A lot of movies these days definitely wear their hearts on their sleeves. They offer popcorn-chewing, edge-of-your-seat action but fall flat when it comes to characters and plot. Philip Ridley’s “Heartless” offers something that is as intelligent as it is chilling. Jim Sturgess (“Across the Universe,” “21”) gives a breathtaking performance and wears his heart in a different place.
“Heartless” is the story of Jamie Morgan (Sturgess), a self-made outcast because of the heart-shaped birthmark that covers most of his face. Afraid of being rejected and ridiculed, Jamie uses his love and talent for photography to live life from a distance. After a day like any other, Jamie’s life takes a turn down a different path when he notices something in a photograph he took of a building — an eerie face peering out through the window.
Instantly becoming obsessed, Jamie begins investigating the building and its inhabitants. After his “quest” brings about a tragedy in his family and all seems hopeless for Jamie, a stranger comes with a deal. And Jamie quickly learns that if something seems too good to be true, it probably is.
Philip Ridley is a masterful storyteller. He has created something that can’t be neatly packaged in one box. “Heartless” creates a schizophrenic world where personalities peacefully coexist instead of conflicting. Ridley has written such a deep character with Jamie Morgan. Everyone has had something to be ashamed of or mocked for in life, and this is the reason why Jamie is so easily sympathetic When the movie starts, you feel as though you are seeing any other movie where an outcast harbors an unrequited love for a girl whom he knows is beyond his reach. But after the first 20 minutes, Ridley throws a curve ball. As Jamie digs deeper into the figure he caught on film, he comes to realize that the inhabitants aren’t from this world.
There is one scene in particular that is simple yet chilling. As Jamie quietly pursues the hooded figure from his photo, there are very low animalistic growls resonating from the figure. Without giving too much away, the viewer is never given a full shot of the figure’s face but the sounds alone send chills down your spine. Ridley does a beautiful job getting his viewers to create more to the scene in their minds than is ever shown.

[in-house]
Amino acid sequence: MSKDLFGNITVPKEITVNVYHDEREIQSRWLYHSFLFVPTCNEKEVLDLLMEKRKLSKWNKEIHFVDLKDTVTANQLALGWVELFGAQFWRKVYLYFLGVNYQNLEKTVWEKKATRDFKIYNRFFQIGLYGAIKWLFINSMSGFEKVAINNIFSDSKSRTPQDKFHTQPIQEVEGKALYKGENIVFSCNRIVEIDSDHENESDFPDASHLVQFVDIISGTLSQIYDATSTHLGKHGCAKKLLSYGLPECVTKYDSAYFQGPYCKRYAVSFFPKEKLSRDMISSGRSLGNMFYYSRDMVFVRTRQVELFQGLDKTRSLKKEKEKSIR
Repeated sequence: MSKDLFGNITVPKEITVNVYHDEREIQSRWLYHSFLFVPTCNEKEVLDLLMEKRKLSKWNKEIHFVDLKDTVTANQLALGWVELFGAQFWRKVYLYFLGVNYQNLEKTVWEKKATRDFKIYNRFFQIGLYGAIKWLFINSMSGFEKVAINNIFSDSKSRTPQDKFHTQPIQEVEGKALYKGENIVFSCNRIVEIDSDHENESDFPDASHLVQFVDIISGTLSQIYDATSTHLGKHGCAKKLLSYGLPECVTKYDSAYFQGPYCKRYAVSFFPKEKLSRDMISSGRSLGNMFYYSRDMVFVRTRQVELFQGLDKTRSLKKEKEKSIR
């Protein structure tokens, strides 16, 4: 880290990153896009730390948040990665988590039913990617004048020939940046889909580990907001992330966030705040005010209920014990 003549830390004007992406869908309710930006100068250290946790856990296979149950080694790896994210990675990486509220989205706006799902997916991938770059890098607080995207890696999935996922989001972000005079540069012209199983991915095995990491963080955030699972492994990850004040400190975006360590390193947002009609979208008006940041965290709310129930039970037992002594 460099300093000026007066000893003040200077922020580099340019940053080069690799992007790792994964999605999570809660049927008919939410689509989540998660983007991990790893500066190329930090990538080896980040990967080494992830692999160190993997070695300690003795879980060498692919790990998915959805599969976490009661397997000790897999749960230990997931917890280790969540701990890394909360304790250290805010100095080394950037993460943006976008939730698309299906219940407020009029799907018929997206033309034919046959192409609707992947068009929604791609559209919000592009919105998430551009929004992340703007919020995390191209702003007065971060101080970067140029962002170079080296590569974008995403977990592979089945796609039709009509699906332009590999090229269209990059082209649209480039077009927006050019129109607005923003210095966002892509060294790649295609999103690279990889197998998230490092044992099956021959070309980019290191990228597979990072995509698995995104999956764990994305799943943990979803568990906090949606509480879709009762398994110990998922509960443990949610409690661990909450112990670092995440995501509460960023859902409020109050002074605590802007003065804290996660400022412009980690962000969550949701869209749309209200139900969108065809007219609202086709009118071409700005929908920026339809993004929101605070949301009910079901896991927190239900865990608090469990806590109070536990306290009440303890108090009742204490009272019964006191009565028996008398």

This movie was definitely not a solo effort. Sturgess’s performance was the best of the film and one of his personal best. He was able to bring so much depth to Jamie that it was nearly impossible not to have feelings for him. Even after he does some heinous acts, I still felt for his character. While many of the characters are two-dimensional, I don’t believe it’s due to their faults. I believe that Jamie is so removed from everyone that he has very little attachment to them.
“Heartless” is definitely not without its flaws but it is extremely enjoyable from beginning to end.
The special features look good on paper. The “making-of” is interesting if you like the film and the U.S. and U.K. trailers are both included. There are also two music videos from Sturgess, who lent his musical talents for the soundtrack, but the quality of the video reminds me of a bad recording of a grade-school play.
Film: 4 Yaps
Extras: 2 Yaps